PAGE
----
A week after a military takeover, Burkina Faso’s interim President Michel Kafando announced on Wednesday that he is back in charge and that civilian rule has been restored. His announcement however came as coup leader General Gilbert Diendere went to welcome a number of African leaders arriving to oversee the transfer of power. Overnight, his presidential guard agreed to a deal with the regular army in a bid to avoid further violence. They also pledged to return to their barracks and the army to withdraw from the capital Ouagadougou.
Speaking to reporters at the foreign ministry, Kafando confirmed that he has “…returned to work.” However at around the same time, around 5 km (3 miles) away, coup leader General Gilbert Diendere appeared at the aiport, where he was backed by a continent of his presidential guard, to welcome regional leaders arriving to try to negotiate an end to the crisis. Sources have reported that Interim President Michel Kafando and Prime Minister Yacouba Isaac Zida will mark their return to power in an official handover ceremony in Ouagadougou later on Wednesday, adding that until then, Diendere will remain in power. The two leaders were arrested by members of the presidential guard a week ago.
In recent days, the country’s army deployed troops into the capital in a bid to press Diendere and his soldiers to cede power. The military threatened to disarm them by force if they failed to step down. While troops loyal to the government, who had arrived in the capital from bases across the country, were not visible on the streets of Ouagadougou, presidential guard soldiers maintained their positions at the national television headquarters despite an agreement signed over night between the two sides, under which they were to be confined to barracks in order to avoid clashes.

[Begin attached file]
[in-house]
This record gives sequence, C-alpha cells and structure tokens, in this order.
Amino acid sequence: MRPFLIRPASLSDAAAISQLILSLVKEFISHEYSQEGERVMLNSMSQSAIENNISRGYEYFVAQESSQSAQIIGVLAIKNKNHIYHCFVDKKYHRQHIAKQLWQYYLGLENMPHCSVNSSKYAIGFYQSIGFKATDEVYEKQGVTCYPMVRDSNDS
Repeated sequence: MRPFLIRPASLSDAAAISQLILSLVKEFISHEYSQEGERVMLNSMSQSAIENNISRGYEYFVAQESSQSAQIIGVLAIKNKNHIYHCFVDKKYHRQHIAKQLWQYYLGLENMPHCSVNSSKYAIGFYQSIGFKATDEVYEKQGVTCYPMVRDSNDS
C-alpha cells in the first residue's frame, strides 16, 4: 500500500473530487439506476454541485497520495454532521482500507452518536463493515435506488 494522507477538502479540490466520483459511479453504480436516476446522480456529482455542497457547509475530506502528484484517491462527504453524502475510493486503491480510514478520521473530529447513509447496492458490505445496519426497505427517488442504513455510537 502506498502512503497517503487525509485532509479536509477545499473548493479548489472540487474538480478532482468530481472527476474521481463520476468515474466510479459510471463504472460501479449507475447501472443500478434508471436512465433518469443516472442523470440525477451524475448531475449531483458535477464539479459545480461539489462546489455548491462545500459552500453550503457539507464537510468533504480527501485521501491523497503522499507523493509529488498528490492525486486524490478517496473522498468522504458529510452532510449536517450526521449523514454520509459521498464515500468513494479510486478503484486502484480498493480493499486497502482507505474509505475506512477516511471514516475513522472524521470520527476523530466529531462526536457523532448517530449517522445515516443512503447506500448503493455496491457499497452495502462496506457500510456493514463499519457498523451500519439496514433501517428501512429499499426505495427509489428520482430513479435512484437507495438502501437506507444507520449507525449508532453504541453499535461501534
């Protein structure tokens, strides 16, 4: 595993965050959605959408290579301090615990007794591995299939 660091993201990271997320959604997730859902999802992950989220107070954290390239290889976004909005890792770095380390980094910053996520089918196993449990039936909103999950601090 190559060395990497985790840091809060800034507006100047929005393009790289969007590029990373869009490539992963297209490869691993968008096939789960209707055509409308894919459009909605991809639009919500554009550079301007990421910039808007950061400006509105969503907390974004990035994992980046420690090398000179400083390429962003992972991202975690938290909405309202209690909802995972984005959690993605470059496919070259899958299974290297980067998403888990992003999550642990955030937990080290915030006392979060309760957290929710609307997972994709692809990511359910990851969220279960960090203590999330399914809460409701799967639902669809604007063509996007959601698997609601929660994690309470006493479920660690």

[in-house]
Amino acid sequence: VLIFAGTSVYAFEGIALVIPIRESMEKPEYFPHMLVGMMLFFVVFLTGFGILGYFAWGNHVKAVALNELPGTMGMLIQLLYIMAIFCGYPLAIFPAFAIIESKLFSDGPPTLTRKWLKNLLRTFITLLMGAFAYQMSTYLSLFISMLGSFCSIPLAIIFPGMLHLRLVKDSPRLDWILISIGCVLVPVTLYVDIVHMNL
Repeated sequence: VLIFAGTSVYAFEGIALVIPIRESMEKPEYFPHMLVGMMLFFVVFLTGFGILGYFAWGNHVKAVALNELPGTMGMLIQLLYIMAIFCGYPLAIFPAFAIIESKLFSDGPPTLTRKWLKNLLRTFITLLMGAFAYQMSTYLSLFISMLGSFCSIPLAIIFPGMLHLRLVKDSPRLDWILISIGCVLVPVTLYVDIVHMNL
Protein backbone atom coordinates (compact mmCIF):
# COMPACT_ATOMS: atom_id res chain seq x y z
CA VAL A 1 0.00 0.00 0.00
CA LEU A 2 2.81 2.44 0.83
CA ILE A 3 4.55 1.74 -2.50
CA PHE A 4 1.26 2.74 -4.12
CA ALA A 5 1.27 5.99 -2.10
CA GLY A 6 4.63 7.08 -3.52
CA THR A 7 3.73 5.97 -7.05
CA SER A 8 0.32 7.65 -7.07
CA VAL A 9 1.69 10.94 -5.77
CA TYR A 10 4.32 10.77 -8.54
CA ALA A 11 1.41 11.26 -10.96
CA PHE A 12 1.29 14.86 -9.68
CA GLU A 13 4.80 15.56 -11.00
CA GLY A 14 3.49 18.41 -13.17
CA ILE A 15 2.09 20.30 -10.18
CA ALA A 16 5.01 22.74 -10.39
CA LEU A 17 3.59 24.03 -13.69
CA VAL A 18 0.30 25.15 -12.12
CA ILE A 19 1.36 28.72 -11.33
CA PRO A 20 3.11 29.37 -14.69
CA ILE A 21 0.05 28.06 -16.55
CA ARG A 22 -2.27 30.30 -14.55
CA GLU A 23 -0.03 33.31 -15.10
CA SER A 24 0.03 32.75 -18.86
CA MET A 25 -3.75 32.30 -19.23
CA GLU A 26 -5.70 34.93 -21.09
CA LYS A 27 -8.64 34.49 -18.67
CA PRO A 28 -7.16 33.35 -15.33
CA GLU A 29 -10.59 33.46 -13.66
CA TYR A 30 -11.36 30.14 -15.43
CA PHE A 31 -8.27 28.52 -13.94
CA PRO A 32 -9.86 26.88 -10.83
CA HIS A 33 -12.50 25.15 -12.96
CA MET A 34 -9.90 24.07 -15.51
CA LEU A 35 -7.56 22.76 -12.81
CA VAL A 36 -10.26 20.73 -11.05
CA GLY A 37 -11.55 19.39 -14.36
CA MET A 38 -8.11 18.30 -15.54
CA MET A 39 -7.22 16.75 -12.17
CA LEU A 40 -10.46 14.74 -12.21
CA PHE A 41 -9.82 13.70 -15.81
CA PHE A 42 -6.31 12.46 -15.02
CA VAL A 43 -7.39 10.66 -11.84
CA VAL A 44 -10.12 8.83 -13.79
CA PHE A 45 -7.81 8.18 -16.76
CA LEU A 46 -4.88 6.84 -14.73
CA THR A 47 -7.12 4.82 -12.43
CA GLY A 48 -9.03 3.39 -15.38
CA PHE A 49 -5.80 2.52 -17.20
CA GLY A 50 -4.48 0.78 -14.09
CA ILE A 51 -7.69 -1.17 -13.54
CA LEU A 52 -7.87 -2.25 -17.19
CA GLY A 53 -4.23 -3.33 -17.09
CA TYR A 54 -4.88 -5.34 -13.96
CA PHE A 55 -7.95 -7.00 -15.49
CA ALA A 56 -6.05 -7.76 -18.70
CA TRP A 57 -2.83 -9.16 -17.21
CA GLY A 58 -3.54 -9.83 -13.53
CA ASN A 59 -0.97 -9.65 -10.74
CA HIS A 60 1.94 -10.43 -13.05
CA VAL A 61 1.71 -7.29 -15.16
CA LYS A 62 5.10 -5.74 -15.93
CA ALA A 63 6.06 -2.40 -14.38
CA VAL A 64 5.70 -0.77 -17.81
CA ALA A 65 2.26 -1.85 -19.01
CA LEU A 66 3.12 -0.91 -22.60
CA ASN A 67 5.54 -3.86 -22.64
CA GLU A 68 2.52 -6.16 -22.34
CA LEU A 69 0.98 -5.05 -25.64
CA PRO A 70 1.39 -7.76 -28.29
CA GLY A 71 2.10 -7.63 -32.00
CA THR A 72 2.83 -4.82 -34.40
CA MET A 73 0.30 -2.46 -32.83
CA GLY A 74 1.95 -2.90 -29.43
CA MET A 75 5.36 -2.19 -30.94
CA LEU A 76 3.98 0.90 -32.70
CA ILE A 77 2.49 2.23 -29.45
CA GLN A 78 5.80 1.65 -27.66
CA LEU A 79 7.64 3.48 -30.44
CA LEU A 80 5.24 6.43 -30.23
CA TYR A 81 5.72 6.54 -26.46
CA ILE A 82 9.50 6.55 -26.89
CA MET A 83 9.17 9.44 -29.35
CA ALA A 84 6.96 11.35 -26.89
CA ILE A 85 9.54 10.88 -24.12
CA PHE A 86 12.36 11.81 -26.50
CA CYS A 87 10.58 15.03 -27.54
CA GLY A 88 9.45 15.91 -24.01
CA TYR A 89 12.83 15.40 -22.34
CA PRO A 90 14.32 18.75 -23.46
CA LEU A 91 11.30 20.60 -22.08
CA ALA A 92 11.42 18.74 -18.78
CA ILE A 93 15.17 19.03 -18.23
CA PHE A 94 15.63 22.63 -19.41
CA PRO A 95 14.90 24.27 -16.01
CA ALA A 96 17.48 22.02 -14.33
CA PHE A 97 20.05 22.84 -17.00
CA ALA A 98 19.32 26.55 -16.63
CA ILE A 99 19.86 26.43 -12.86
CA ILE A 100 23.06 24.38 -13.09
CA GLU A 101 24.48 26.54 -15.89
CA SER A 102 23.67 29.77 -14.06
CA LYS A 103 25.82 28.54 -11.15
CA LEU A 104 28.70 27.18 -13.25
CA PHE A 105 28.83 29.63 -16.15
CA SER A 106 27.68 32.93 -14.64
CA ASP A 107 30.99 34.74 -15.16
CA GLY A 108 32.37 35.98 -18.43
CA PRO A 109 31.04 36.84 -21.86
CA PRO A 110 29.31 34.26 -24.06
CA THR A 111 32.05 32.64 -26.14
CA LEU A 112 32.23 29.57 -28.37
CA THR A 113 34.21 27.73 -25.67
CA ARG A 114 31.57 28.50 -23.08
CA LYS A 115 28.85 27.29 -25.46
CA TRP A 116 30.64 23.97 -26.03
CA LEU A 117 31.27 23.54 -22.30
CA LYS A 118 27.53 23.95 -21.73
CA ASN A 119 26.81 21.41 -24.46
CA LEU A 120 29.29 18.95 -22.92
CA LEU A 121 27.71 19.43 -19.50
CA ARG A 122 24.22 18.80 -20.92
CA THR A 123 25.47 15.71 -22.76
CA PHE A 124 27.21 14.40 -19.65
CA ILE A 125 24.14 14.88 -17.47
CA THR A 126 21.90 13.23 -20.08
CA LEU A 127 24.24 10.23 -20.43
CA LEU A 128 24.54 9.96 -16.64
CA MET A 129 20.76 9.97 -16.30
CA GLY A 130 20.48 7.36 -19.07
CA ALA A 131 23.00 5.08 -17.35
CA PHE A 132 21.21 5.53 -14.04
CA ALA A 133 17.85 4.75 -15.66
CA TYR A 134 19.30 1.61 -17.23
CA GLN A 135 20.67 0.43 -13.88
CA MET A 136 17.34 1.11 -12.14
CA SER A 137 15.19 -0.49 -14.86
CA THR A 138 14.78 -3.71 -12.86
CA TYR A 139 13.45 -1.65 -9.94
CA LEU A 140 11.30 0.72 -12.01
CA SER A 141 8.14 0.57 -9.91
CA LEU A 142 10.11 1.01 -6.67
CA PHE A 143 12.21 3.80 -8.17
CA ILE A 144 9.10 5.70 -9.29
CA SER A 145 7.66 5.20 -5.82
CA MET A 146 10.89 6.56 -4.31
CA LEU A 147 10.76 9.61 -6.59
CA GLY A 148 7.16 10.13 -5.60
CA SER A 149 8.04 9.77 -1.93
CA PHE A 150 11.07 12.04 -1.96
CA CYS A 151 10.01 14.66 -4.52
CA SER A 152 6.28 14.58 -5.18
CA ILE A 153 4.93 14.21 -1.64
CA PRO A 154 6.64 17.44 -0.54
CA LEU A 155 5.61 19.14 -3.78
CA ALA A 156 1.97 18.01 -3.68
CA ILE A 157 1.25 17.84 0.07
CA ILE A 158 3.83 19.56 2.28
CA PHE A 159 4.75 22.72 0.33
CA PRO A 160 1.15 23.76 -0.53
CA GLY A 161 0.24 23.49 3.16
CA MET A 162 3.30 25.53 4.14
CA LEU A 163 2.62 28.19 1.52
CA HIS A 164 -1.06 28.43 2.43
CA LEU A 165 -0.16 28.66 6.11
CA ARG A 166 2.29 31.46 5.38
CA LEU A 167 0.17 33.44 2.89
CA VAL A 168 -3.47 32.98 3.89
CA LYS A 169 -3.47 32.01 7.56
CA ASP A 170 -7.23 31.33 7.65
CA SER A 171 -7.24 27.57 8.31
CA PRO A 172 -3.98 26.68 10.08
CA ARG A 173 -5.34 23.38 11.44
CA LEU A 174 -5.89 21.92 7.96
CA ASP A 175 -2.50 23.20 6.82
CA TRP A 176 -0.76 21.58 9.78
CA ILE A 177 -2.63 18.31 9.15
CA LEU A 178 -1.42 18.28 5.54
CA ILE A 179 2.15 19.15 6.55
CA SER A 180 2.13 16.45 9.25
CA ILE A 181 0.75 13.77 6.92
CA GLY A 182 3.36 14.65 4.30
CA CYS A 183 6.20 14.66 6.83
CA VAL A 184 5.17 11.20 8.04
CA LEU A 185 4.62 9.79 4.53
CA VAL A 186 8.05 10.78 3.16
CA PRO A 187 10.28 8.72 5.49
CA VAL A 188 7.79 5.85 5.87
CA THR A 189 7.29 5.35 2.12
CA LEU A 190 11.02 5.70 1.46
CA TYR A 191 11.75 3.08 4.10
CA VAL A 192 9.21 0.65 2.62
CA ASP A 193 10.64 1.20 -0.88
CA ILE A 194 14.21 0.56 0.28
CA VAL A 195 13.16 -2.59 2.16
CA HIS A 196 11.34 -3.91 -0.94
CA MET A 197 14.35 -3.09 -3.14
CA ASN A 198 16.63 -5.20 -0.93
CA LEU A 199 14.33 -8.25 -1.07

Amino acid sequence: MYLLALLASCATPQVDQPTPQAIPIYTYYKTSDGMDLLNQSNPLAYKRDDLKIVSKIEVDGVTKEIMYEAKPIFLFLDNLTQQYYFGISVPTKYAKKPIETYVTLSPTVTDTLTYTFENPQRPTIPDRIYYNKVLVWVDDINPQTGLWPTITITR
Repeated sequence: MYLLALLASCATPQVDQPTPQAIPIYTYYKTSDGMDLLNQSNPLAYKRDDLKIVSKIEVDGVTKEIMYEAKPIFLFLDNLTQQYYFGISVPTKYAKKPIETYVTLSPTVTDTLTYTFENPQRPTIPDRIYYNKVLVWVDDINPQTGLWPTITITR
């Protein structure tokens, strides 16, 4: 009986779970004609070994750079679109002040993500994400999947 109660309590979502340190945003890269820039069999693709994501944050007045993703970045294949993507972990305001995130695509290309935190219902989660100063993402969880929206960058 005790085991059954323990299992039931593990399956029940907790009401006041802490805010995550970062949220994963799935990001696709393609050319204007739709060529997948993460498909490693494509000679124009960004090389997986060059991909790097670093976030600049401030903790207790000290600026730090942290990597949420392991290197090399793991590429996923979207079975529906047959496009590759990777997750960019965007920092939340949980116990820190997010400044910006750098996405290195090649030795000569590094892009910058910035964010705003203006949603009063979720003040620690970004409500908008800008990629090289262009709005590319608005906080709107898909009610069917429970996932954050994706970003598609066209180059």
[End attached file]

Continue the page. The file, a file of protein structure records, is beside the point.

Burkina Faso’s new interim government is set to hold its first meeting Monday, just three weeks after the army took over in the wake of a popular revolt that resulted in the resignation of President Blaise Compaore. While the new interim government will be in control of the West African country until presidential elections are held November 2015, it is evident that the country’s army will retain a powerful position – a move that has caused some concern across the country.
Officials confirmed Sunday that Lieutenant Colonel Isaac Zida will remain prime minister over the next year and will also take the defence minister post. Alain Thierry Ouattara, the new government secretary general announced Sunday that the military will also have control of the interior ministry. In all, four military members are included in the 26-member cabinet. Interim civilian President Michel Kafando will also b the country’s foreign minister. No opposition figures are among the members of the new interim government. This was done by choice as no one within the interim government will be allowed to stand in next year’s elections. This includes the interim president and prime minister.
President Kafando, a former diplomat, took office on Friday and will lead the country during the transitional 12-month period after veteran president Blaise Compaore was forced from power in a wave of popular unrest last month. The military has pledged to help bring the country back to full civilian rule. While the new government was initially expected to be unveiled on Thursday, and then Saturday, it was repeatedly held up by differences between the rival parties. According to sources, the delay was caused by the military’s opposition to several ministerial candidates who had been proposed by civil society groups.
Despite a civilian in power, the military’s control of the security services effectively means that army officers will remain a powerful political force. This has caused some civil society representatives to voice concern, particularly over Lt. Col. Zida’s appointment. Some residents of Ouagadougou have called the move a betrayal of their “revolution.”
The new government is set to hold its first cabinet meeting at 10:00 AM Monday
Meanwhile on Friday, ousted president Blaise Compaore flew to Morocco from the Ivory Coast, where he had fled after his long rule ended on 31 October. It currently remains unclear how long Mr Compaore will remain in Morocco.